— San Diego, California
Audi sweated the small stuff when redesigning the A4. You can see it by looking at an exterior view of the sedan, and tracing the path created by the shut-line of the hood. That precise cut – creating a wide, flat lid that looks more like custom coachbuilding than mass production when it’s raised – develops into a deep, straight shoulder line that crosses the doors, creases the fuel filler door, bleeds into the rear light clusters, and then integrates into the rear deck.
The understated piece of industrial design is more remarkable for the attention its execution required from the engineers. The elegant hood line necessitated an opening mechanism that is both complex and fascinating to watch, and no doubt took countless hours of engineering to bring to life.
All that attention to detail is visible if you’re compelled to look, up close. But from a 50-yard view the A4 has evolved conservatively from its previous generation. The three-box sedan wears a crisper suit of sheet metal now, wider and longer, but the headlights and the grille are perhaps the only immediate changes that a layman will see right away. This styling restraint is compelling when you consider what a runaway sales success the previous car was, but it does stand in stark relief versus the erotic approaches of brands like Mercedes-Benz and Lexus.
What says luxury to you? Is it lavish curb appeal or the allure of constant excellence? How you answer that question may very well inform how you view the 2017 A4 relative to the Mercedes C Class, for instance.
Mechanically the story is similar to that of the design: freshness couched in familiarity. The A4 once again makes use of a turbocharged 2.0-liter four-cylinder engine under it’s broad hood, but this power plant is distinct from the one it replaces. Output is up to 252 horsepower and 273 pound-feet of torque (over 220 hp / 258 lb-ft in the previous version). Equipped with Quattro all-wheel drive (a front-drive version is available) and the S-Tronic dual-clutch transmission, that motivation pushes the A4 to 60 miles per hour in a very respectable 5.7 seconds.
Output is up to 252 horsepower and 273 pound-feet of torque (over 220 hp / 258 lb-ft in the previous version).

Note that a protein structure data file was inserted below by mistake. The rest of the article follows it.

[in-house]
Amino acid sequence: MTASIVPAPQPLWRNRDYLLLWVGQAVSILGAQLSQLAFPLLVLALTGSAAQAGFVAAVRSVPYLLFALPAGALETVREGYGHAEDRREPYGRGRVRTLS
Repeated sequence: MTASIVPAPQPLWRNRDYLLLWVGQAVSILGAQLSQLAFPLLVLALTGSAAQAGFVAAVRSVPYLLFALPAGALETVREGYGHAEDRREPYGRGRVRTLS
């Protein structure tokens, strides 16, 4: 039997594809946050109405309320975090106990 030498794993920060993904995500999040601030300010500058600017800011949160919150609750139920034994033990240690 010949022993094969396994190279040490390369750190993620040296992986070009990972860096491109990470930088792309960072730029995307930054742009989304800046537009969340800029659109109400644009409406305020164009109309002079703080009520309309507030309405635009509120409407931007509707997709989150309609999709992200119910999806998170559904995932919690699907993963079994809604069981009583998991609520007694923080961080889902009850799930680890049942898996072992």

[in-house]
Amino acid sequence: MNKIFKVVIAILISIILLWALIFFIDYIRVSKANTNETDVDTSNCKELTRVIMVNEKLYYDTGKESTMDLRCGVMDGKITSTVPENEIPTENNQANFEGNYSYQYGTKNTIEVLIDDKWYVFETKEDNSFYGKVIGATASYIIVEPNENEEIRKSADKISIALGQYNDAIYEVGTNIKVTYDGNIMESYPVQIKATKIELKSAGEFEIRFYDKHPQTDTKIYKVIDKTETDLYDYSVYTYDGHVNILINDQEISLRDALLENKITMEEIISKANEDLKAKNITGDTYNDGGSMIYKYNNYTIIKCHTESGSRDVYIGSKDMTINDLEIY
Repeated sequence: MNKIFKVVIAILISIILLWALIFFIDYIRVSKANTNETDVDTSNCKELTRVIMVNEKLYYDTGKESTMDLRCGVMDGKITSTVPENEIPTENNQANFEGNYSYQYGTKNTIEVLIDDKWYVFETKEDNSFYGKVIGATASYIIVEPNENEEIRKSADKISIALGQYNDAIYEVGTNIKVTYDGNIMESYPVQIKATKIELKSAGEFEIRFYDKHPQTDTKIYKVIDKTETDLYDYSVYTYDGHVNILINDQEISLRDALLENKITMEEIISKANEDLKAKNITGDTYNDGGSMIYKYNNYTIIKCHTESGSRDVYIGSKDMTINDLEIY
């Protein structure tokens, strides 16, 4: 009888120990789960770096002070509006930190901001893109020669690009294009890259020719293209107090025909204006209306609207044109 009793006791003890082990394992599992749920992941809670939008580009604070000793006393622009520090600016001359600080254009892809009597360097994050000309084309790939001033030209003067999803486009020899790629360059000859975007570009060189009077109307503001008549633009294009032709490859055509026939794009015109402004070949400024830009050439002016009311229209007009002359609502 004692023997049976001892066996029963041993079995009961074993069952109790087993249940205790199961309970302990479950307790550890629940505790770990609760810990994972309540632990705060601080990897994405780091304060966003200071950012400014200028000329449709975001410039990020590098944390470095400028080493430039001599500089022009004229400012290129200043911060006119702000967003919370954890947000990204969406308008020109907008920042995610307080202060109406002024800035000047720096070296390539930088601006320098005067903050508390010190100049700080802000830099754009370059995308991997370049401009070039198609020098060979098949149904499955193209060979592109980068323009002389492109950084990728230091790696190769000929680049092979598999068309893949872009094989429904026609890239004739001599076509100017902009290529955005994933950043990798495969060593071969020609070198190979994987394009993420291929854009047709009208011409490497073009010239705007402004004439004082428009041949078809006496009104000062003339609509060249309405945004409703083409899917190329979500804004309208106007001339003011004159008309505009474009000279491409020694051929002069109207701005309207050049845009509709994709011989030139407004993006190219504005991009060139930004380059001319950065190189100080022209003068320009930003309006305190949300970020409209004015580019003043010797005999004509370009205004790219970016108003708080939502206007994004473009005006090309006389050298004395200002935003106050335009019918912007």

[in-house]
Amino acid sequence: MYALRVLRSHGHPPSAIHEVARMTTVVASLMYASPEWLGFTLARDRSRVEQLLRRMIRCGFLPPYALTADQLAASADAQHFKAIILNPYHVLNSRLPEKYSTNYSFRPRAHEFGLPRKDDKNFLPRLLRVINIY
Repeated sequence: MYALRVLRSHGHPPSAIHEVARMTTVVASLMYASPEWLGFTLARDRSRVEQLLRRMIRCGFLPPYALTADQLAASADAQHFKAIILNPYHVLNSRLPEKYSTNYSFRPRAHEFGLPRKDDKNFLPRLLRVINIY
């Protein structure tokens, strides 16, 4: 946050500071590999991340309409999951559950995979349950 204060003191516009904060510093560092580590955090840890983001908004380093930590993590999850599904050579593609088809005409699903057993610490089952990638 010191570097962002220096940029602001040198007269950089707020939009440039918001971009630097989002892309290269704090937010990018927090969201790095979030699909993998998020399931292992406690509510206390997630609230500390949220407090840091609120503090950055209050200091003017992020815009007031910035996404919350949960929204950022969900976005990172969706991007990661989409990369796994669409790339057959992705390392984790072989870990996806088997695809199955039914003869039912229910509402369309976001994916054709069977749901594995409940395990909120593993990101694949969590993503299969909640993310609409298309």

On the road it’s that torque figure that translates best to physical action. All of the twist is available at 1,600 rpm, allowing for the execution of crisp passes on the highway or, when you feel a bit daring, overtaking on two-lane roads. Dip into the throttle fully and the exhaust will even reward with a growling engine note, despite its silent operation under lesser loads.
The DCT transmission is swift and smart, too. Using the steering-wheel mounted paddles reveals almost immediate response to input, and a nicely mechanical click on gear change. The seven ratios seem like just enough for the automatic mode, too, as I hardly experienced any ‘hunting’ behavior when using the fully automatic mode. Together, engine and transmission make a nicely updated A4 powertrain, more compelling than the last version, but hardly unfamiliar to those used to the old setup.
Audi has taken a significant amount of weight out of the new A4, despite its increased exterior dimensions – 99 pounds on front-drive cars and 66 lbs on AWD cars. Critically, much of this diet is down to use of aluminum in suspension components. The removal of unsprung weight and five-link independent suspension, front and rear, translates to a really responsive vehicle on the canyon roads outside of San Diego. Turn-in is crisp, directional changes at speed are rapid, and of course the car grips hard when I dial up the throttle on corner exit. Cars fitted with the optional, lower sport suspension and three-way adaptive dampers are likely to be more athletic still.
Audi has taken a significant amount of weight out of the new A4, despite its increased exterior dimensions – 99 pounds on front-drive cars and 66 lbs on AWD cars.
There are those for whom a “sporting” car will always be a rear-wheels-driven car, but the fact is this A4 won’t require much compromise in fun factor, day to day.